Dear Milk Streeter

Two feet of snow just fell—three feet in some places. My neighbor Doug showed me a photo of a snow blower that was almost buried by towering drifts. He shared a good trick for shoveling snow: Set the blower against a solid pile of snow, tape the throttle open, then shovel snow into the front end. Works great when you are trying to move a large mound of the white stuff.

Rabbit season just ended. “Rabbit hunter Tom” had a good year, getting two of his beagles—Nick and Nellie—out in the field more than a few times to give them practice. Fishing season opens in April, turkey in May, and mud season is just around the corner. Some neighbors give “mud season” parties to celebrate the end of winter. More beer and more fun than a Christmas party!

And that reminds me of other curious celebrations. The corner house on SE Corners Road has seen many movie evenings (films rented from the Vermont Department of Agriculture; the last one I saw was on the subject of growing and cooking rutabaga). Bachelor farmers in dark green pants sat on worn, throw-rug sofas, half the party in the kitchen fussed with casseroles, salads and baked beans, and kids outside threw rocks into the Green River. The corner house was also the site of our July 4th celebration. The parade included a bandwagon pulled by one of Junior’s teams, tractors, riders on horseback carrying flags, and an old Model T. Most years a donkey wearing a spangled Uncle Sam hat was hitched to a dog cart. We rode a few miles up to the swimming hole in the Green River, let the team out into high pasture and returned to the Corner House for dogs, burgers, sausages, salads and a July 4th sheet cake. The small gas grill hadn’t been cleaned since it was purchased, probably 20 years before, but nobody seemed to notice.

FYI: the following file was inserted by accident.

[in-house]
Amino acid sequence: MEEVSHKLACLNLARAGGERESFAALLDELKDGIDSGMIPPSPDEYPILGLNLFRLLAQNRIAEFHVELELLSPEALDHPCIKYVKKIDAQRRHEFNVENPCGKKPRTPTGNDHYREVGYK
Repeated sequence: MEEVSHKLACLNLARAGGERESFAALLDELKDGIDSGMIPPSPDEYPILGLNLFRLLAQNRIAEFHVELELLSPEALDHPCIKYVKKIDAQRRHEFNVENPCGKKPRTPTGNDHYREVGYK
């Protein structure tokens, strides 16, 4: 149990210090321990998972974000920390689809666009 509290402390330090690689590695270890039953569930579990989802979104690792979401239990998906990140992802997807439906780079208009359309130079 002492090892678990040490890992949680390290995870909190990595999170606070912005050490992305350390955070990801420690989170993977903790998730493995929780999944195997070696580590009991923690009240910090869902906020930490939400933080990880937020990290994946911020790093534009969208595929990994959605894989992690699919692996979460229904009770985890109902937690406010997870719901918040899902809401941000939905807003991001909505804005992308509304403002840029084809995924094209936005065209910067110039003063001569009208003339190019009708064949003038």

Perhaps the best parties were given back in the 1970s by Bunny and her husband, Lothar. They were hippies—she drove a yellow VW bus when she first arrived back in the '60s—and they bought an old farmhouse for short money. The well was no good, it was poorly insulated, and the two of them knew nothing about country living; they were pavement not dirt people. But they turned part of a small barn into a sauna and it was a popular spot on Saturday nights among the younger set. More than one friendship was born in that darkness, sitting naked on a wooden bench with hot steam and a candle for company. And the “compost soup” was good—they kept adding to the soup day after day, just like making compost. The house was eventually decorated with homemade art. Lothar was a sculptor and fashioned the house’s centerpiece: a giant carved wooden goddess with perfect children standing on her lap.

In the old days, there was a dance hall up by Hurd’s General Store, but it burned down. I knew old-timers who remembered hitching up a horse to a carriage on a cold winter’s night with blankets to keep warm, then headed toward the dance. There was liquor and fistfights from time to time. One partygoer was said to have climbed the steps up to the dance hall, then was knocked right back down again, though the true old-timers were teetotalers. And the grange in the next town, on the banks of the Battenkill by the covered bridge, is still a good party spot from time to time if you don’t count bingo and chicken dinners at the volunteer firehouse up the road or the Old Home Day celebration and carnival the second weekend in August. We even had fireworks this year to keep up with the competition.

The longest running party is still the Ox Roast featuring the slowest moving heifer in town. Coals are built up overnight, the quartered animal is placed between bed springs, then turned on a makeshift rotisserie. Hay bales make up the tables, everyone brings a covered dish, salad or dessert. We roast corn on the coals, and huge tin containers of iced tea are lined up by the side of Susie and Valerie’s house. (Liquor is not encouraged.) The entertainment consists of cloggers clogging on sheets of plywood, a three-piece roving band (fiddler, guitar and doghouse base) and then square dancing under the stars. We shuck the oyster into the night.

Many say that the old times were the best. Well, they were hard times for sure—money was scarce—but when you have to make your own fun, you enjoy it more, even if it’s an evening watching a film about growing rutabagas!

All the best.

Christopher Kimball